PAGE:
Cosmetic products must be safe for the consumer according to the legal requirements. This also includes microbiological safety. The products are therefore manufactured with the greatest possible care to ensure that no pathogenic germs are contained or can multiply in the products. The raw materials as well as the finished products are regularly checked for their germ content and microbiological stability. Through appropriately selected ingredients, optimized recipes, adequate preservation and adapted packaging solutions, manufacturers ensure that cosmetics have a good shelf life during their period of use.
The cosmetics companies also rely on microbiological quality management (MQM). This aims to ensure that only those products are produced that meet the strict requirements of the MQM and are therefore safe for the consumer in microbiological terms. A comprehensive MQM strategy begins with product development, includes compliance with cosmetics GMP (Good Manufacturing Practice) and also includes quality management with regard to suppliers.
In rare cases, however, microbial contamination may still occur. In its current statement, the BfR (German Federal Institute for Risk Assessment) evaluates the health risks of cosmetic products that are contaminated with Pluralibacter gergoviae (formerly Enterobacter gergoviae). So far, no information on infections caused by the use of cosmetic products is available. However, due to the health risk potential of the germ, the BfR recommends that cosmetic products should not be contaminated with Pluralibacter gergoviae – especially to protect sensitive risk groups.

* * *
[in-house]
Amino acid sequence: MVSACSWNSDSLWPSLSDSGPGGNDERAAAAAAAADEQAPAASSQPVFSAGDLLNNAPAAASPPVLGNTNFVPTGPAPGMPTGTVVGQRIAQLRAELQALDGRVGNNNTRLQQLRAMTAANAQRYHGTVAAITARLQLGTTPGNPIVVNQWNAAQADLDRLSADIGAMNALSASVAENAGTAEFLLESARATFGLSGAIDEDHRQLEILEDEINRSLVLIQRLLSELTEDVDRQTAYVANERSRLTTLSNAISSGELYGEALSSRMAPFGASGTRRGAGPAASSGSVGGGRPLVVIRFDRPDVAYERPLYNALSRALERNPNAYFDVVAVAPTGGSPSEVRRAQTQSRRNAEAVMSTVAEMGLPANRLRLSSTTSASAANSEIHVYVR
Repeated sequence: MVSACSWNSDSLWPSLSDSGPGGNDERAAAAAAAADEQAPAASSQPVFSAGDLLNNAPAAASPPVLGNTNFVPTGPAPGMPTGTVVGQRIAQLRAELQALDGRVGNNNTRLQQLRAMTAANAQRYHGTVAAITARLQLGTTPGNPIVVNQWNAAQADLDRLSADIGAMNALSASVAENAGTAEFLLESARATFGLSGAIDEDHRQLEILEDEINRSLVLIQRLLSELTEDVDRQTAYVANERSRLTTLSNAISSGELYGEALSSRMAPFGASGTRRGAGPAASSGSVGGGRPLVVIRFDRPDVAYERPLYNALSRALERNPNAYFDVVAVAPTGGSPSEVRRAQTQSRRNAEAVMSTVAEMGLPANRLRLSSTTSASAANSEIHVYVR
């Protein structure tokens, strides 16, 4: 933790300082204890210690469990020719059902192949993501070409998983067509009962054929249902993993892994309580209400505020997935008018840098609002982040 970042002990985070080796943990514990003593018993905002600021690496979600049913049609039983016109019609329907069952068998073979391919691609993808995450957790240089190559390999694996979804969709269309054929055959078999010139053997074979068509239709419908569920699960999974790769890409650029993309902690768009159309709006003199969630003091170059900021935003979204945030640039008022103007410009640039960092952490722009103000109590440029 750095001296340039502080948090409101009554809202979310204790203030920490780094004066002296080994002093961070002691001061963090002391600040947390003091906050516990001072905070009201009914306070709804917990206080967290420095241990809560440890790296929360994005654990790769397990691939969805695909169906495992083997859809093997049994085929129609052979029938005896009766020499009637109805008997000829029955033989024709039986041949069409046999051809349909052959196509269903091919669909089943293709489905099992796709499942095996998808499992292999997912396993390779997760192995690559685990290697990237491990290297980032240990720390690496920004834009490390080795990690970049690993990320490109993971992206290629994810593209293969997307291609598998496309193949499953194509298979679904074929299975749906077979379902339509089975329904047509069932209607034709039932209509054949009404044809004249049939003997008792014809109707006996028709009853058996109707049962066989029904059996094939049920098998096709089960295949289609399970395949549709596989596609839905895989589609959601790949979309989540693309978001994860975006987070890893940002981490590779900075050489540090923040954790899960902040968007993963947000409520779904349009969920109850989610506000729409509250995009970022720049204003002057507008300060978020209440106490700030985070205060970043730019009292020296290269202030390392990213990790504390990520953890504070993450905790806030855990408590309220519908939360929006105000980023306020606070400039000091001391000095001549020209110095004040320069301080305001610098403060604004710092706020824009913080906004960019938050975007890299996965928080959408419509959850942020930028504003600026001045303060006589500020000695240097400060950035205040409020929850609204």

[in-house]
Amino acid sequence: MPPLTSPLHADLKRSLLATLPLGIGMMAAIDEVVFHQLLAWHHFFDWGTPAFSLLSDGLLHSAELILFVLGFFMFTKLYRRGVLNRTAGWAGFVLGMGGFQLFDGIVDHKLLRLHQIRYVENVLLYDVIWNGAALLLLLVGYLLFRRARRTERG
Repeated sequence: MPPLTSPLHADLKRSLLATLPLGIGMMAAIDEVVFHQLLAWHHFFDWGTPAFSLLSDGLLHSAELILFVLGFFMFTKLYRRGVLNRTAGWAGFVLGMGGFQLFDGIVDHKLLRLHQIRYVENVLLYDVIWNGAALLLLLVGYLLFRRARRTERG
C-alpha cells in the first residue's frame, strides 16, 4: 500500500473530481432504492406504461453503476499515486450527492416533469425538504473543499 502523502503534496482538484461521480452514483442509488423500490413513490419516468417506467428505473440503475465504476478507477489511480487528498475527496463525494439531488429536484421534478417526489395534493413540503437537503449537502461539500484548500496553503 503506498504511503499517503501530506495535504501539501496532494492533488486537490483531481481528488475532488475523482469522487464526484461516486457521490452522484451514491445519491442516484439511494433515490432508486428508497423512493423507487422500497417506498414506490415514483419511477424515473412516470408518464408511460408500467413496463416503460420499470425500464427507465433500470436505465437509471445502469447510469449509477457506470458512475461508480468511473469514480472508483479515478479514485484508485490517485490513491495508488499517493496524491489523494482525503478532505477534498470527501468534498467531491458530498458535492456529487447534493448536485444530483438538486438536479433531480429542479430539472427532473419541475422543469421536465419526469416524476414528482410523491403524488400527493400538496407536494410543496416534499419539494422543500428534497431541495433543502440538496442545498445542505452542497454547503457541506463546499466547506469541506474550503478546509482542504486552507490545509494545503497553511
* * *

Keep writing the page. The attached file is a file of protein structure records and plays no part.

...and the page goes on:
Even though only a few contaminations with Pluralibacter gergoviae have been reported in recent years through the European rapid alert system for consumer products "Safety Gate" (formerly RAPEX), cosmetic manufacturers take the BfR recommendations very seriously. After all, consumer safety is the top priority for manufacturers of cosmetic products. In order to prevent contamination of their products with microorganisms, manufacturers take a variety of measures, such as the proper design of production facilities, consistent cleaning and disinfection of all equipment involved in production, and good industrial and personnel hygiene.
For the entire period of use, preservatives – the safety of which has been extensively tested at EU level – protect the cosmetic product by preventing spoilage by microorganisms, thus protecting the health of the consumer.